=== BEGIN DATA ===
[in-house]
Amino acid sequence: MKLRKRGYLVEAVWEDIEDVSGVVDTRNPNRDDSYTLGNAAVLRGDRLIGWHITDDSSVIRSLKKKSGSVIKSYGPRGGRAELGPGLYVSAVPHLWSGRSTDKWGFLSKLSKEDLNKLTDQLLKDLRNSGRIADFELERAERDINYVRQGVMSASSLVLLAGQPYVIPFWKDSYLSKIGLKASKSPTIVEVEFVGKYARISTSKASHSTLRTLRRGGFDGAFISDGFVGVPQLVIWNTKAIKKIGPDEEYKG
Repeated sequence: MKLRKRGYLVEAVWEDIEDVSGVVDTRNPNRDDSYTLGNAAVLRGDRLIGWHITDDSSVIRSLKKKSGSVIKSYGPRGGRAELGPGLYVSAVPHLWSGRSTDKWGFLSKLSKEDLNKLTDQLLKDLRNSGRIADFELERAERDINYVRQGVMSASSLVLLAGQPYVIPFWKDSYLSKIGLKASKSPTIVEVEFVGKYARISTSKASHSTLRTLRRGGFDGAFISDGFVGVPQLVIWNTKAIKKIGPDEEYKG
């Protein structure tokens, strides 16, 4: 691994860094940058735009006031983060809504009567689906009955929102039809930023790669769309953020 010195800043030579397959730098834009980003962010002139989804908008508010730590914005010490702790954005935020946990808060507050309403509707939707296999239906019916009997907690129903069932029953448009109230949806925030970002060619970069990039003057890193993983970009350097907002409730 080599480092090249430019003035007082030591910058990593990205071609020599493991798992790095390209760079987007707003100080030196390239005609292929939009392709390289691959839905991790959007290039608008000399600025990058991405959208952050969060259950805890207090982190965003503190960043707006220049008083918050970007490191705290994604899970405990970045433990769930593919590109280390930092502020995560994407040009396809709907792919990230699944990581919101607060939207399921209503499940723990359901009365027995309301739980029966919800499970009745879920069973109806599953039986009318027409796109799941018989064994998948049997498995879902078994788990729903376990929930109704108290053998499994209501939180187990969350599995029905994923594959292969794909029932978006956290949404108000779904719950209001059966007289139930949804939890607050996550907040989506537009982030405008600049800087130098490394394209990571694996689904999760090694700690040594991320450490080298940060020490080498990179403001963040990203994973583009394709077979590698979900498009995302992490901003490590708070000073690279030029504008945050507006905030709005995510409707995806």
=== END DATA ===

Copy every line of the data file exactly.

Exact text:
[in-house]
Amino acid sequence: MKLRKRGYLVEAVWEDIEDVSGVVDTRNPNRDDSYTLGNAAVLRGDRLIGWHITDDSSVIRSLKKKSGSVIKSYGPRGGRAELGPGLYVSAVPHLWSGRSTDKWGFLSKLSKEDLNKLTDQLLKDLRNSGRIADFELERAERDINYVRQGVMSASSLVLLAGQPYVIPFWKDSYLSKIGLKASKSPTIVEVEFVGKYARISTSKASHSTLRTLRRGGFDGAFISDGFVGVPQLVIWNTKAIKKIGPDEEYKG
Repeated sequence: MKLRKRGYLVEAVWEDIEDVSGVVDTRNPNRDDSYTLGNAAVLRGDRLIGWHITDDSSVIRSLKKKSGSVIKSYGPRGGRAELGPGLYVSAVPHLWSGRSTDKWGFLSKLSKEDLNKLTDQLLKDLRNSGRIADFELERAERDINYVRQGVMSASSLVLLAGQPYVIPFWKDSYLSKIGLKASKSPTIVEVEFVGKYARISTSKASHSTLRTLRRGGFDGAFISDGFVGVPQLVIWNTKAIKKIGPDEEYKG
């Protein structure tokens, strides 16, 4: 691994860094940058735009006031983060809504009567689906009955929102039809930023790669769309953020 010195800043030579397959730098834009980003962010002139989804908008508010730590914005010490702790954005935020946990808060507050309403509707939707296999239906019916009997907690129903069932029953448009109230949806925030970002060619970069990039003057890193993983970009350097907002409730 080599480092090249430019003035007082030591910058990593990205071609020599493991798992790095390209760079987007707003100080030196390239005609292929939009392709390289691959839905991790959007290039608008000399600025990058991405959208952050969060259950805890207090982190965003503190960043707006220049008083918050970007490191705290994604899970405990970045433990769930593919590109280390930092502020995560994407040009396809709907792919990230699944990581919101607060939207399921209503499940723990359901009365027995309301739980029966919800499970009745879920069973109806599953039986009318027409796109799941018989064994998948049997498995879902078994788990729903376990929930109704108290053998499994209501939180187990969350599995029905994923594959292969794909029932978006956290949404108000779904719950209001059966007289139930949804939890607050996550907040989506537009982030405008600049800087130098490394394209990571694996689904999760090694700690040594991320450490080298940060020490080498990179403001963040990203994973583009394709077979590698979900498009995302992490901003490590708070000073690279030029504008945050507006905030709005995510409707995806």